Spendthrifts and skinflints (The language of how we spend)

close up photograph of a small coin purse full of Euro notes and coins
Kinga Krzeminska/Moment/GettyImages

by Kate Woodford

Would you describe yourself as careful with money or are you a big spender? Today’s post considers the language we use to talk about our money habits.

Let’s start with words for not spending a lot of money. Someone who is thrifty spends their money carefully and doesn’t waste it. The adjective frugal is similar but more extreme, describing a person who only buys what is strictly necessary. It suggests that the person has a very simple way of living.

My grandparents were thrifty and saved every penny.

He was frugal in his habits, growing most of his food and mending his clothes until they fell to pieces.

There are several negative adjectives for people who don’t spend enough money. For example, in UK English, someone who is unwilling to spend money, especially on others, is said to be mean and in US English, they are cheap. We also use the informal adjectives stingy and tight and the formal adjective parsimonious with the same meaning:

He was too mean to buy her a proper bed.

I’m too cheap to pay the full price.

He’s so stingy – he never buys anyone a drink.

Come on, don’t be so tight – get yourself a taxi!

She had a reputation for being rather parsimonious.

The adjective miserly means ‘extremely mean’. (It comes from the noun miser for a person who keeps all their money and hates spending it.):

Her uncle, a miserly old man, refused to help her out.

That old miser, Ebenezer Scrooge.

Two compounds that mean ‘unwilling to spend money’ are penny-pinching and (informal, disapproving) tight-fisted:

The basic food ranges appeal to penny-pinching shoppers.

He’s fabulously wealthy, but notoriously tight-fisted.

Moving on to nouns, a person who doesn’t like to spend money may be called, informally, a skinflint, a tightwad or a cheapskate:

Despite her wealth, she was a notorious skinflint.

Buy her a present and don’t be such a tightwad!

They’ll think I’m a terrible cheapskate if I turn up empty-handed.

Now let’s look at the opposite – words for spending a lot of money. Someone who is generous is willing to spend a lot on other people. Meanwhile, the adjectives extravagant and lavish mean spending or costing a lot of money (sometimes too much money):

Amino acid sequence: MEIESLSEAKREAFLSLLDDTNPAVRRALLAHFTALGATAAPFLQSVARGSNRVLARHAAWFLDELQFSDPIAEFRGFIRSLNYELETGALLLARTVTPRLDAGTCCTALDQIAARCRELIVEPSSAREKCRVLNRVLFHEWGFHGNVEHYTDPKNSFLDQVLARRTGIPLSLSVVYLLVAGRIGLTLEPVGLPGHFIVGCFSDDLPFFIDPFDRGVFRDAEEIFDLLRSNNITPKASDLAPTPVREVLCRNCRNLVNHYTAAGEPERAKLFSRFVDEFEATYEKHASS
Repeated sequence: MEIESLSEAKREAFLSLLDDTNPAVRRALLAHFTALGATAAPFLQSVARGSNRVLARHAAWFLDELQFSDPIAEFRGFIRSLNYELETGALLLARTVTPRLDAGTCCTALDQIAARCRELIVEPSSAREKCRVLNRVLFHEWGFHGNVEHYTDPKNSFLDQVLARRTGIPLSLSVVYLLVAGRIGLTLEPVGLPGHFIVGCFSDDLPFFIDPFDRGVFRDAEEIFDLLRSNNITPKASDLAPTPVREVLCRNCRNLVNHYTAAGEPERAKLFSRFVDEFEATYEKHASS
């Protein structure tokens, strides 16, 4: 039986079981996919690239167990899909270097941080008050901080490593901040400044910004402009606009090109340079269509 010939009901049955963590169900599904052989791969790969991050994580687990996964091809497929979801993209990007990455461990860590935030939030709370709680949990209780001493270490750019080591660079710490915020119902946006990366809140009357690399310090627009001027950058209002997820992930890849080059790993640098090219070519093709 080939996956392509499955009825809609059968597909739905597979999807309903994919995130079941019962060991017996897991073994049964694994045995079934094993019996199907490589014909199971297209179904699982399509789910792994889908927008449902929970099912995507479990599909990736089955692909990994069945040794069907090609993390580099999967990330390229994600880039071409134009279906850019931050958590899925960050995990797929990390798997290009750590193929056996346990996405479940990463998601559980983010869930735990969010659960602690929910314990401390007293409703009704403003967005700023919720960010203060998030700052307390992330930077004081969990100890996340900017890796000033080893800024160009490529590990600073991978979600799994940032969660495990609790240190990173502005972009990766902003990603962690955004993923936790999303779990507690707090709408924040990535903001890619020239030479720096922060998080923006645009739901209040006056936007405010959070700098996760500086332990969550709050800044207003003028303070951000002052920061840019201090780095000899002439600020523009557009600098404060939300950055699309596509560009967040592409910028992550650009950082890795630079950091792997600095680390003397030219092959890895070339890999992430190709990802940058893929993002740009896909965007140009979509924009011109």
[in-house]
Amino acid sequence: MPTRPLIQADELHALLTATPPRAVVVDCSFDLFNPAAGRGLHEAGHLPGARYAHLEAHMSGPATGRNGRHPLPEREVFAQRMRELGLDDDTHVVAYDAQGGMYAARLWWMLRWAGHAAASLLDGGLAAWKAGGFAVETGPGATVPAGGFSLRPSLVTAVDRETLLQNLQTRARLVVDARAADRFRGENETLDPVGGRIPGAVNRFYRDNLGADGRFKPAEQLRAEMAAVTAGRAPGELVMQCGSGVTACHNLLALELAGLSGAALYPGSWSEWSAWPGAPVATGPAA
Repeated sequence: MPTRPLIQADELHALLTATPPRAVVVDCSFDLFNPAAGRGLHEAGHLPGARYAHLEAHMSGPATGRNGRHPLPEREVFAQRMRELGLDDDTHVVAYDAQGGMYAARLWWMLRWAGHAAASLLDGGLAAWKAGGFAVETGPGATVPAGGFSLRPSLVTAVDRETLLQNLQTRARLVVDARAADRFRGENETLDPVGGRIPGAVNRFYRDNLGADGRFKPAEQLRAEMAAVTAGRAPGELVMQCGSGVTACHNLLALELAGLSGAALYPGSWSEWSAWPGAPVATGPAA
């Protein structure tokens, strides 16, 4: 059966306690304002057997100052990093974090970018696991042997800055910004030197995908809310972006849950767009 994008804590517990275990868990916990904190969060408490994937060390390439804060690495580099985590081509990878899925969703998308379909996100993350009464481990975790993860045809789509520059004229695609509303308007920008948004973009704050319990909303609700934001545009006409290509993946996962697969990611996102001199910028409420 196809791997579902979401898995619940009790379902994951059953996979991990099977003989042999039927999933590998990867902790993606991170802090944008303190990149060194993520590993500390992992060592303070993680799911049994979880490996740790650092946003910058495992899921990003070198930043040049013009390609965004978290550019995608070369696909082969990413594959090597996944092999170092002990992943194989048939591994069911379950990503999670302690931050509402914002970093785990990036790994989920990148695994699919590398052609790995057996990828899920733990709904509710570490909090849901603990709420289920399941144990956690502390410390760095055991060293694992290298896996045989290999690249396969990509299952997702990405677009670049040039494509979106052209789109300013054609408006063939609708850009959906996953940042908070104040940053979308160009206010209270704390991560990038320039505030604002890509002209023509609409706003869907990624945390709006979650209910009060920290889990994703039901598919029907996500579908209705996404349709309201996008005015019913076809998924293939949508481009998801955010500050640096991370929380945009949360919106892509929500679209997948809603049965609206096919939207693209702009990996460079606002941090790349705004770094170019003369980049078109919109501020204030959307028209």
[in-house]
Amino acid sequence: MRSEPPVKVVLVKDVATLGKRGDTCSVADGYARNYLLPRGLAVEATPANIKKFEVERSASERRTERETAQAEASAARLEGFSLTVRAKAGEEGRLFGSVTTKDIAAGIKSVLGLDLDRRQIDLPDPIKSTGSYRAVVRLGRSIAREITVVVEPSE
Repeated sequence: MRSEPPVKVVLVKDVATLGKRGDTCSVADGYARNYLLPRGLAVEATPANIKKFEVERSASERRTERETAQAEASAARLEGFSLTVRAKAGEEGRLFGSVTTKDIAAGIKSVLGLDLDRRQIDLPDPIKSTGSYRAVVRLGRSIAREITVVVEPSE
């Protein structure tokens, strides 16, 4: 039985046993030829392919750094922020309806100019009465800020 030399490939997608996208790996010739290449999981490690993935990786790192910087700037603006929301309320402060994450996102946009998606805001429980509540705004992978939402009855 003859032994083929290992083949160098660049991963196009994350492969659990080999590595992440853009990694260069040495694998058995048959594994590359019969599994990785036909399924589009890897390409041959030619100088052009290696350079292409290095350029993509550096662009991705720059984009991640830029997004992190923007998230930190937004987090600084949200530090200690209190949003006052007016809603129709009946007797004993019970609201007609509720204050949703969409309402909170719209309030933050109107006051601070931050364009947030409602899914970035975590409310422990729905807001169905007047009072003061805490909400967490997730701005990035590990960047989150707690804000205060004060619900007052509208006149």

Sophie’s always so generous with her gifts.

The money was used to fund his extravagant lifestyle.

She loved to buy her nieces and nephews lavish presents.

The formal adjective profligate means ‘using and wasting a lot of money or resources’:

They were highly critical of the monarch’s profligate spending.

Finally, a spendthrift is someone who spends a lot of money in a way that is not wise:

He was frequently portrayed as a reckless spendthrift.

I hope you learnt a few new words from this post. My next post will look at a related theme – the language of spending money.

17 thoughts on “Spendthrifts and skinflints (The language of how we spend)

  1. Yeri Ekomunajat

    I was a spendthrift buyer until my wife asked me to be more careful to buy things. On the other hand, my wife is a thrifty shopper. She likes looking for discounted items.on sale.

    1. yihuru

      English is so funny. ‘Thrifty’ the adjective refers to one who spends carefully, but “spendthrift” the noun is someone who spends carelessly. Love that

  2. I did wonder if you were going to talk about Giving and Sharing in a putative part 3.

    We talked about Saving this week; and Spending next week.

    Lots of people have Save; Spend; Give jars and even a Smile jar full of little things that add to their lives or make them happy – to remind them of the reasons they spend and save.

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